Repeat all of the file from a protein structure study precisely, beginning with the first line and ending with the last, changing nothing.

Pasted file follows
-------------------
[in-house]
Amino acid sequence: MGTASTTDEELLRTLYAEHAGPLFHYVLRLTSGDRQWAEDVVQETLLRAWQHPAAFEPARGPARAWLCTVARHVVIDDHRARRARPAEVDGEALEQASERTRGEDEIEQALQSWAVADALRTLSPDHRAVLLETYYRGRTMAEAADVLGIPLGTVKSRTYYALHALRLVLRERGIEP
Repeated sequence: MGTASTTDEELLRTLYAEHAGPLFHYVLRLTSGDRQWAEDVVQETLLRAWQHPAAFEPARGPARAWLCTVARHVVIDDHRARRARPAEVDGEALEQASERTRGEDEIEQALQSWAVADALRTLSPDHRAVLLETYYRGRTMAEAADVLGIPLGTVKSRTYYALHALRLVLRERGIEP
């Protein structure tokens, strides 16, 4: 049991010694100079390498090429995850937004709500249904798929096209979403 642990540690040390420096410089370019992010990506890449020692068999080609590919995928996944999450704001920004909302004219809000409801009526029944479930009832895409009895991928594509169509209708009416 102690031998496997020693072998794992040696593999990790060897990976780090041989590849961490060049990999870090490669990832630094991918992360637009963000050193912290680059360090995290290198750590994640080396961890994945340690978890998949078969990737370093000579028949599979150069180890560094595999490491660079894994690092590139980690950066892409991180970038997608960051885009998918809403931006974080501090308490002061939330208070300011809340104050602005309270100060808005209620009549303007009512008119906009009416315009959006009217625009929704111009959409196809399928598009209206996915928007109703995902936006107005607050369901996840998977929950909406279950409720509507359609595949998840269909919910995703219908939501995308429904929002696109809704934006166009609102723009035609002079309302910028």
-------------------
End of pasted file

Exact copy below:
[in-house]
Amino acid sequence: MGTASTTDEELLRTLYAEHAGPLFHYVLRLTSGDRQWAEDVVQETLLRAWQHPAAFEPARGPARAWLCTVARHVVIDDHRARRARPAEVDGEALEQASERTRGEDEIEQALQSWAVADALRTLSPDHRAVLLETYYRGRTMAEAADVLGIPLGTVKSRTYYALHALRLVLRERGIEP
Repeated sequence: MGTASTTDEELLRTLYAEHAGPLFHYVLRLTSGDRQWAEDVVQETLLRAWQHPAAFEPARGPARAWLCTVARHVVIDDHRARRARPAEVDGEALEQASERTRGEDEIEQALQSWAVADALRTLSPDHRAVLLETYYRGRTMAEAADVLGIPLGTVKSRTYYALHALRLVLRERGIEP
């Protein structure tokens, strides 16, 4: 049991010694100079390498090429995850937004709500249904798929096209979403 642990540690040390420096410089370019992010990506890449020692068999080609590919995928996944999450704001920004909302004219809000409801009526029944479930009832895409009895991928594509169509209708009416 102690031998496997020693072998794992040696593999990790060897990976780090041989590849961490060049990999870090490669990832630094991918992360637009963000050193912290680059360090995290290198750590994640080396961890994945340690978890998949078969990737370093000579028949599979150069180890560094595999490491660079894994690092590139980690950066892409991180970038997608960051885009998918809403931006974080501090308490002061939330208070300011809340104050602005309270100060808005209620009549303007009512008119906009009416315009959006009217625009929704111009959409196809399928598009209206996915928007109703995902936006107005607050369901996840998977929950909406279950409720509507359609595949998840269909919910995703219908939501995308429904929002696109809704934006166009609102723009035609002079309302910028």